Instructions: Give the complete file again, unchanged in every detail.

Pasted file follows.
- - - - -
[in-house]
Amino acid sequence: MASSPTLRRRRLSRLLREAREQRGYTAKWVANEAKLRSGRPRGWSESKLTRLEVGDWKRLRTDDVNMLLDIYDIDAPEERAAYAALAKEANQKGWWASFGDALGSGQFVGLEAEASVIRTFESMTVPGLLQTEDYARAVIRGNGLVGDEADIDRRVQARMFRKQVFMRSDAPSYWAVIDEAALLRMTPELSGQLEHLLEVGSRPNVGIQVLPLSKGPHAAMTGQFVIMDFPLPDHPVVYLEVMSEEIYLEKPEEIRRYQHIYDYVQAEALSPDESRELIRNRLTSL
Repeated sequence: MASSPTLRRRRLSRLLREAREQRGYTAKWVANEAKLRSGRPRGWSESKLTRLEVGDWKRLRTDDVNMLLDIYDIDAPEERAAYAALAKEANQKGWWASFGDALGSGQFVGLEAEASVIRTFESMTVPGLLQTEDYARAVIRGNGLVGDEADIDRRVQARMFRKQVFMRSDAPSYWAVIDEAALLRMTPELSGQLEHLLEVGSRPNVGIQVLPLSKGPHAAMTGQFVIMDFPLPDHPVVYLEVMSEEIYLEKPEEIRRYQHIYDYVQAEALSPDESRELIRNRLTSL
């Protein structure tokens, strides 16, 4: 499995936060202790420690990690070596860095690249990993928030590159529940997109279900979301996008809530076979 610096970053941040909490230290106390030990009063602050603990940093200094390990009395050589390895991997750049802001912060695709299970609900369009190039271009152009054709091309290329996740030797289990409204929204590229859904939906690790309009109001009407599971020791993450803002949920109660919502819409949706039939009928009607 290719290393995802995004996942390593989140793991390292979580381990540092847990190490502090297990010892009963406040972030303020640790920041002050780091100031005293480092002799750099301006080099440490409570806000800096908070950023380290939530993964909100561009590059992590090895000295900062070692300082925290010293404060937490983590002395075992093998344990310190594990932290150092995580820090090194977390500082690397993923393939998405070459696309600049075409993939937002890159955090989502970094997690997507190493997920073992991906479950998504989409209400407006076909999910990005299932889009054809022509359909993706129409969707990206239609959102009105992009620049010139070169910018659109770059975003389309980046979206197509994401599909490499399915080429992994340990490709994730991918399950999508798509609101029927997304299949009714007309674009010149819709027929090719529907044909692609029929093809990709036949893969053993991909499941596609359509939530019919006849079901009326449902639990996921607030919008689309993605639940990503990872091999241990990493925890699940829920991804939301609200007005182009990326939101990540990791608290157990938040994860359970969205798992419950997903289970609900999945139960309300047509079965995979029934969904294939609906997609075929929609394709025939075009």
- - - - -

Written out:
[in-house]
Amino acid sequence: MASSPTLRRRRLSRLLREAREQRGYTAKWVANEAKLRSGRPRGWSESKLTRLEVGDWKRLRTDDVNMLLDIYDIDAPEERAAYAALAKEANQKGWWASFGDALGSGQFVGLEAEASVIRTFESMTVPGLLQTEDYARAVIRGNGLVGDEADIDRRVQARMFRKQVFMRSDAPSYWAVIDEAALLRMTPELSGQLEHLLEVGSRPNVGIQVLPLSKGPHAAMTGQFVIMDFPLPDHPVVYLEVMSEEIYLEKPEEIRRYQHIYDYVQAEALSPDESRELIRNRLTSL
Repeated sequence: MASSPTLRRRRLSRLLREAREQRGYTAKWVANEAKLRSGRPRGWSESKLTRLEVGDWKRLRTDDVNMLLDIYDIDAPEERAAYAALAKEANQKGWWASFGDALGSGQFVGLEAEASVIRTFESMTVPGLLQTEDYARAVIRGNGLVGDEADIDRRVQARMFRKQVFMRSDAPSYWAVIDEAALLRMTPELSGQLEHLLEVGSRPNVGIQVLPLSKGPHAAMTGQFVIMDFPLPDHPVVYLEVMSEEIYLEKPEEIRRYQHIYDYVQAEALSPDESRELIRNRLTSL
């Protein structure tokens, strides 16, 4: 499995936060202790420690990690070596860095690249990993928030590159529940997109279900979301996008809530076979 610096970053941040909490230290106390030990009063602050603990940093200094390990009395050589390895991997750049802001912060695709299970609900369009190039271009152009054709091309290329996740030797289990409204929204590229859904939906690790309009109001009407599971020791993450803002949920109660919502819409949706039939009928009607 290719290393995802995004996942390593989140793991390292979580381990540092847990190490502090297990010892009963406040972030303020640790920041002050780091100031005293480092002799750099301006080099440490409570806000800096908070950023380290939530993964909100561009590059992590090895000295900062070692300082925290010293404060937490983590002395075992093998344990310190594990932290150092995580820090090194977390500082690397993923393939998405070459696309600049075409993939937002890159955090989502970094997690997507190493997920073992991906479950998504989409209400407006076909999910990005299932889009054809022509359909993706129409969707990206239609959102009105992009620049010139070169910018659109770059975003389309980046979206197509994401599909490499399915080429992994340990490709994730991918399950999508798509609101029927997304299949009714007309674009010149819709027929090719529907044909692609029929093809990709036949893969053993991909499941596609359509939530019919006849079901009326449902639990996921607030919008689309993605639940990503990872091999241990990493925890699940829920991804939301609200007005182009990326939101990540990791608290157990938040994860359970969205798992419950997903289970609900999945139960309300047509079965995979029934969904294939609906997609075929929609394709025939075009």